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Lecture 21

PSY 101 Lecture Notes - Lecture 21: Depersonalization Disorder, Depersonalization, PalpitationsPremium


Department
Psychology
Course Code
PSY 101
Professor
Christopher Niemiec
Lecture
21

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Session 14.3 - Disorders II
- Four classes of disorders being examined: depressive disorders, anxiety disorders,
obsessive-compulsive disorders, and dissociative disorders)
Depressive Disorders
Depressive disorders: disorders involving persistent feelings of sadness, emptiness, or
irritability, often accompanied by changes in sleep, appetite, and mental processes
- Estimates that depressive orders are number one cause of disability in the world
Major depressive disorder: a condition characterized by episodes lasting at least two weeks
in duration in which there are persistent and profound feelings of sadness and despair
- Can lead to cognitive problems: poor concentration, low self-esteem, suicidal
thoughts
- Feelings must be long lasting and greatly impair everyday functioning to meet
diagnosis criteria: must have depression episode that lasts two weeks and include a
minimum of five additional symptoms
Photo retrieved from Revel Pearson Textbook - Figure 14.4
- Depression quite common: affects 6-7% of U.S. population, twice as many females
diagnosed
Dysthymia: type of depression that is milder, but more chronic than major depression
- Symptoms must have lasted two years in adults and one year in children
- Might experience two depression symptoms rather than 5
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Double depression: individuals with dysthymia experiencing periodic bouts of major
depressive disorder
Causes of Depressive Disorders
- Certain kinds of depression linked to very specific circumstances
o Seasonal affective disorder (SAD): affecting individuals who live in areas that
receive less daylight
o Postpartum depression: occurs in women within four weeks of delivering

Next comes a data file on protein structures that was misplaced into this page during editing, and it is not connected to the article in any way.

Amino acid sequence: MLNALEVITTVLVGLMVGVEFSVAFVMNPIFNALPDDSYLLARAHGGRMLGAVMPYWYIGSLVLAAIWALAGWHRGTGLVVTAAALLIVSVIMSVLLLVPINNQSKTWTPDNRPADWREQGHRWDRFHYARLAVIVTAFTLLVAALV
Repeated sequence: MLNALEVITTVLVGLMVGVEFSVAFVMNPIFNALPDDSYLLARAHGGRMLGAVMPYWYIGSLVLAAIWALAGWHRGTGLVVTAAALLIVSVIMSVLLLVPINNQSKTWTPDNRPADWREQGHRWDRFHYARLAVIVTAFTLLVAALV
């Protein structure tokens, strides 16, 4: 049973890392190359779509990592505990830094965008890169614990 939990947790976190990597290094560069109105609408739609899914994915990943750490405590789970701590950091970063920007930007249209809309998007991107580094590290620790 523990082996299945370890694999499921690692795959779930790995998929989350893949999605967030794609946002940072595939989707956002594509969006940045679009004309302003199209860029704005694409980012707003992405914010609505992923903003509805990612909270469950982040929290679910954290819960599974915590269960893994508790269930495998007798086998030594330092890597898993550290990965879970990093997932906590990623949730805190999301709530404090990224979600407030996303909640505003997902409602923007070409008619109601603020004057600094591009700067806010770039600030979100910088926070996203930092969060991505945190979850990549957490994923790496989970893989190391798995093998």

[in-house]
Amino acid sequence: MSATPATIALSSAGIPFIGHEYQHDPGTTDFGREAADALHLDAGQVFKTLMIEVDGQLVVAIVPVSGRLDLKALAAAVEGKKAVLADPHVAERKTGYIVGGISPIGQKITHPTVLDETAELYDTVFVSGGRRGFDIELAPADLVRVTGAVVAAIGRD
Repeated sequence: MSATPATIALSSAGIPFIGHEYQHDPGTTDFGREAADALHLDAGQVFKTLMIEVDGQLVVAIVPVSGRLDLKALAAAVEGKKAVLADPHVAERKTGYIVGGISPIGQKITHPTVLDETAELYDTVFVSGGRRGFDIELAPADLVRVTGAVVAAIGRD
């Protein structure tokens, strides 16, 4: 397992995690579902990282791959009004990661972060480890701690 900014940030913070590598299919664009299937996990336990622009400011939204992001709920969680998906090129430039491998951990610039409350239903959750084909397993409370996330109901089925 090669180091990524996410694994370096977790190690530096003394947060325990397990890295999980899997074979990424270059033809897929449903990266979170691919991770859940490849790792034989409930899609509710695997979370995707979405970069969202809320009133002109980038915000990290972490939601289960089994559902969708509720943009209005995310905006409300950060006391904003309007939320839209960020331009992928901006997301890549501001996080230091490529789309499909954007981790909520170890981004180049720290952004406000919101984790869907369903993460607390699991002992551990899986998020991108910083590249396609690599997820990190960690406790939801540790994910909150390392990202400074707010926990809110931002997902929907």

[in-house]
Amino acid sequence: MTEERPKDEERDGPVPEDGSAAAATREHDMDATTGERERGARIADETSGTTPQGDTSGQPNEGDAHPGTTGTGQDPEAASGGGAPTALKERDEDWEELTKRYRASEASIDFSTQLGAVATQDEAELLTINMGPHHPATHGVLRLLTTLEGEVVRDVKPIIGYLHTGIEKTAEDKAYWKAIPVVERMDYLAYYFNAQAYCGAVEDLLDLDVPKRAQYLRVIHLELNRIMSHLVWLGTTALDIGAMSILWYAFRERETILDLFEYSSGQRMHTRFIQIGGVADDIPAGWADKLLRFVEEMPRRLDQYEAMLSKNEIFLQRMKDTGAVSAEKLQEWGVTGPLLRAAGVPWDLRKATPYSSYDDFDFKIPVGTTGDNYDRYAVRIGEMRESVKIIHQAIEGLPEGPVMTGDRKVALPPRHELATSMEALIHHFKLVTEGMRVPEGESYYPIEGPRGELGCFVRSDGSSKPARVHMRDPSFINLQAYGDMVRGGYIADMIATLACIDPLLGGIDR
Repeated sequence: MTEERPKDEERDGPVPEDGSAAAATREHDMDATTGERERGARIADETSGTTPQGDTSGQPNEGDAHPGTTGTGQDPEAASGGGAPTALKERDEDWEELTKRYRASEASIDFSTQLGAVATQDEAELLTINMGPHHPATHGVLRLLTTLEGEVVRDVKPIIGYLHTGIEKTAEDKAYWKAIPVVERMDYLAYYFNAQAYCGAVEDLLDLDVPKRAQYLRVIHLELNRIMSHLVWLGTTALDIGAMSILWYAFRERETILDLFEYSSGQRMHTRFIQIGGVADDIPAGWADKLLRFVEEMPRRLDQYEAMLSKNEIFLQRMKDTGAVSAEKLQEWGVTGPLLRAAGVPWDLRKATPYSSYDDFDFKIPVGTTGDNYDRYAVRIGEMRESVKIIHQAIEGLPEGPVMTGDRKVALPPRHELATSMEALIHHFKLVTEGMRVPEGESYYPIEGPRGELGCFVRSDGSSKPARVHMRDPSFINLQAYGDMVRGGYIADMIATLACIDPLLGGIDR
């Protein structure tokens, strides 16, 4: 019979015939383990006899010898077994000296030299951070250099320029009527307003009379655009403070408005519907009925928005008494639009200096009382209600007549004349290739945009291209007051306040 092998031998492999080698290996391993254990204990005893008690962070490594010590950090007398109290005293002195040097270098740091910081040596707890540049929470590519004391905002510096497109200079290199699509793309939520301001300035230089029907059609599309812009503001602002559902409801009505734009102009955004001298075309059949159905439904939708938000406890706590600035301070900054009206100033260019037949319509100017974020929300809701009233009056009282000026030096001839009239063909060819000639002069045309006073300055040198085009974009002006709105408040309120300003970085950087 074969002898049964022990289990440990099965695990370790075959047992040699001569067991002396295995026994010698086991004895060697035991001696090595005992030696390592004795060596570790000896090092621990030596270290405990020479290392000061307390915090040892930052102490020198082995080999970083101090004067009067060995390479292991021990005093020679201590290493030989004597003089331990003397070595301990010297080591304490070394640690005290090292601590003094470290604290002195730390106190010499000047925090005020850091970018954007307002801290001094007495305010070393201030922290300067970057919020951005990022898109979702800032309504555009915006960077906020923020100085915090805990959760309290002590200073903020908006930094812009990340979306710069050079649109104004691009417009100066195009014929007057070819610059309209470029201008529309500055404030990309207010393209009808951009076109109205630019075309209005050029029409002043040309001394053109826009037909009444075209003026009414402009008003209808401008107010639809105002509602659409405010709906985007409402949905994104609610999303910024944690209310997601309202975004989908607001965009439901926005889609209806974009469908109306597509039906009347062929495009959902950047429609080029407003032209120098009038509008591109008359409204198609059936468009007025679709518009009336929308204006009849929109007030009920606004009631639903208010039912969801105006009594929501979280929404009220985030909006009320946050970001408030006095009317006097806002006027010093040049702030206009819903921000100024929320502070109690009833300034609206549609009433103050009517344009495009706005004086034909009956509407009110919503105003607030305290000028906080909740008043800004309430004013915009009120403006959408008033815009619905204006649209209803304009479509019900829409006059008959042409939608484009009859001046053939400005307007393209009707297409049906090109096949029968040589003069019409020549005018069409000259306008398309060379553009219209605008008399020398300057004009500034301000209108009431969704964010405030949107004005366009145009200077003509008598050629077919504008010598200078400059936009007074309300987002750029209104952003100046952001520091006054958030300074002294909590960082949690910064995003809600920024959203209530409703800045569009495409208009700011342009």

baby caused by hormones
- Both biological and environmental factors play a role in mood disorders
o More likely to inherit if family member has it
o Stressful life events or traumatic life events
o Marital problems, family dysfunction
Anxiety Disorders
Anxiety disorders: a class of psychological disorders characterized by excessive or
persistent state of apprehension, tension, and worry
Three specific categories: generalized anxiety disorder, panic disorder, and specific phobias
- 29% of U.S. experience anxiety severe enough to be classified as a disorder at some
point
- symptoms include extreme levels of nervousness and fear, usually appearing early
in life
- females twice as likely to experience anxiety disorders
Generalized Anxiety Disorder
Generalized anxiety disorder (GAD): an anxiety disorder characterized by excessive levels
of daily anxiety that interfere with global functioning
- overall feeling of worry, dread, tension, nervousness
- both physically and psychologically draining
examples: unnecessarily worrying child is in danger, unrealistic worries about money,
work, health, school
- possible cause: hypersensitive central nervous system
Panic Disorder
Panic disorder: an anxiety disorder characterized by panic attacks and the subsequent fear
and anxiety of having additional attacks
- panic attacks: brief episodes of intense fear, including both cognitive and
physiological symptoms of discomfort
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